One common feature of neoplastic progression is the expansion of a clone with a genetic or epigenetic alteration. This may be a matter of chance, but is more likely due to the expanding clone having a competitive advantage (either a reproductive or survival advantage) over other cells in the tissue. Since clones often have many genetic and epigenetic alterations in their genomes, it is often not clear which of those alterations cause a reproductive or survival advantage and which other alterations are simply hitchhikers or passenger mutations (see Glossary below) on the clonal expansion.
Clonal expansions are most often associated with the loss of the p53 (TP53) or p16 (CDKN2A/INK4a) tumor suppressor genes. In lung cancer, a clone with a p53 mutation was observed to have spread over the surface of one entire lung and into the other lung. In bladder cancer, clones with loss of p16 were observed to have spread over the entire surface of the bladder. Likewise, large expansions of clones with loss of p16 have been observed in the oral cavity and in Barrett's esophagus. Clonal expansions associated with inactivation of p53 have also appear in skin, Barrett's esophagus, brain, and kidney. Further clonal expansions have been observed in the stomach, bladder, colon, lung, hematopoietic (blood) cells, and prostate.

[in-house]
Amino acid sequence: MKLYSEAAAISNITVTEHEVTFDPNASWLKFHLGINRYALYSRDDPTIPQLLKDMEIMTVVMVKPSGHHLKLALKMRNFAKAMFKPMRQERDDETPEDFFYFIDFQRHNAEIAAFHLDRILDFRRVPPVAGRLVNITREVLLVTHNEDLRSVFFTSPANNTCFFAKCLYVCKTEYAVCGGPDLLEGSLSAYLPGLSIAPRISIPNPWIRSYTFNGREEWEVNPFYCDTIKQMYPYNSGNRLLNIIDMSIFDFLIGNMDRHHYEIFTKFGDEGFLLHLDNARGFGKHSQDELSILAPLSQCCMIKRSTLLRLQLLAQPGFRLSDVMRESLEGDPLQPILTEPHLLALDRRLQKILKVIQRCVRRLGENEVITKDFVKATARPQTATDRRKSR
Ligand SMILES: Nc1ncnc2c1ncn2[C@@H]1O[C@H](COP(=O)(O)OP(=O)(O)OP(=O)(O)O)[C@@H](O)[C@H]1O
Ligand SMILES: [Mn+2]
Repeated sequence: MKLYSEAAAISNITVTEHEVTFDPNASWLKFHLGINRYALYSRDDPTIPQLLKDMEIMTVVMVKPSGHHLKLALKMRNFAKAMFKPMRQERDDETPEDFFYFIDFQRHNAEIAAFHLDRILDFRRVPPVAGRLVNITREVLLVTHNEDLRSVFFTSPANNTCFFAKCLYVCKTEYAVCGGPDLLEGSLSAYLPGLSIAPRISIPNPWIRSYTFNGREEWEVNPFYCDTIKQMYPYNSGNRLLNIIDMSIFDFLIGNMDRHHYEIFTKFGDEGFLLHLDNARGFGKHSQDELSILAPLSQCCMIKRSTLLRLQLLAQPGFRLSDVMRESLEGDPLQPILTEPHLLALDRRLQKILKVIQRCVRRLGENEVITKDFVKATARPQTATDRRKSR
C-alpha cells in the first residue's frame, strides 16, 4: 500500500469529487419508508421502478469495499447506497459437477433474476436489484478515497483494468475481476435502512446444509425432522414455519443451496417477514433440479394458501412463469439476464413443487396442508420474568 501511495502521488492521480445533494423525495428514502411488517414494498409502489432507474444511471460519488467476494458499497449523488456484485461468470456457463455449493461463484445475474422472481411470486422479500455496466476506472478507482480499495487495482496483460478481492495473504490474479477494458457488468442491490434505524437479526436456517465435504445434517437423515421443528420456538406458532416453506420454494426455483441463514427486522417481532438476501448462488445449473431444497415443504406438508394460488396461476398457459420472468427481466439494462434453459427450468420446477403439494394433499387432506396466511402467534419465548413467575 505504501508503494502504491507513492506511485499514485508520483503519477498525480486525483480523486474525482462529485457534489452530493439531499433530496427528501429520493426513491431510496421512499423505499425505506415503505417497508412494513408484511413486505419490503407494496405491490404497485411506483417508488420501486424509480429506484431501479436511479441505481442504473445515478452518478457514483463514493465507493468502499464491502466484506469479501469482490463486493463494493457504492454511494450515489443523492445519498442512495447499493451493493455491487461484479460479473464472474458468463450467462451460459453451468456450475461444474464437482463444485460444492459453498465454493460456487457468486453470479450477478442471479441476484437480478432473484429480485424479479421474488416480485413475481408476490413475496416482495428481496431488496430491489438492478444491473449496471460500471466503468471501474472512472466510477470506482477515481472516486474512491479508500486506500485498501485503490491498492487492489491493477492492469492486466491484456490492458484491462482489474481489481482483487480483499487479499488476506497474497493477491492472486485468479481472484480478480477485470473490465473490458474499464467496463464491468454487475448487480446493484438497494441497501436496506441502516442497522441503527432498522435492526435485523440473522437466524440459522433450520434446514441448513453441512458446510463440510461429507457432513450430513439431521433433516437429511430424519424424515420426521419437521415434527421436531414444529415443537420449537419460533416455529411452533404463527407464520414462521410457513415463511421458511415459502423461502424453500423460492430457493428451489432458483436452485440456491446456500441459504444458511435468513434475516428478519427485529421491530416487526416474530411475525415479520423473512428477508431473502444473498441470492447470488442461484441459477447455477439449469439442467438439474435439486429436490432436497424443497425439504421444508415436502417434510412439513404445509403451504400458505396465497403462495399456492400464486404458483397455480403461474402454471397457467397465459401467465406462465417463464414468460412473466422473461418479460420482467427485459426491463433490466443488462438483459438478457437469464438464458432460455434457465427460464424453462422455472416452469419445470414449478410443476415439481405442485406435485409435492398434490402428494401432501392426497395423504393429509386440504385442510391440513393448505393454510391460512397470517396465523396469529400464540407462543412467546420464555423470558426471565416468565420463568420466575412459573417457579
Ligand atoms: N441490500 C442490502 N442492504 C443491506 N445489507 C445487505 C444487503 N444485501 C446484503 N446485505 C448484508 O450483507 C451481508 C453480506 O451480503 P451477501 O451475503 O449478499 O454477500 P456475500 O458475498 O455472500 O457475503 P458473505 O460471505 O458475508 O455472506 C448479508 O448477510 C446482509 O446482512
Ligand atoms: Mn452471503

These clonal expansions are important for at least two reasons. First, they generate a large target population of mutant cells and so increase the probability that the multiple mutations necessary to cause cancer will be acquired within that clone. Second, in at least one case, the size of the clone with loss of p53 has been associated with an increased risk of a pre-malignant tumor becoming cancerous. It is thought that the process of developing cancer involves successive waves of clonal expansions within the tumor.
Other articles related to "clonal expansions":
... in some tumor suppressor genes, including CDKN2A (p16), predispose to clonal expansions that encompass large numbers of crypts in some conditions such as ... advantageous mutations arise that lead to clonal expansions ... Since 1976, researchers have identified clonal expansions and genetic heterogeneity within many different types of neoplasms ...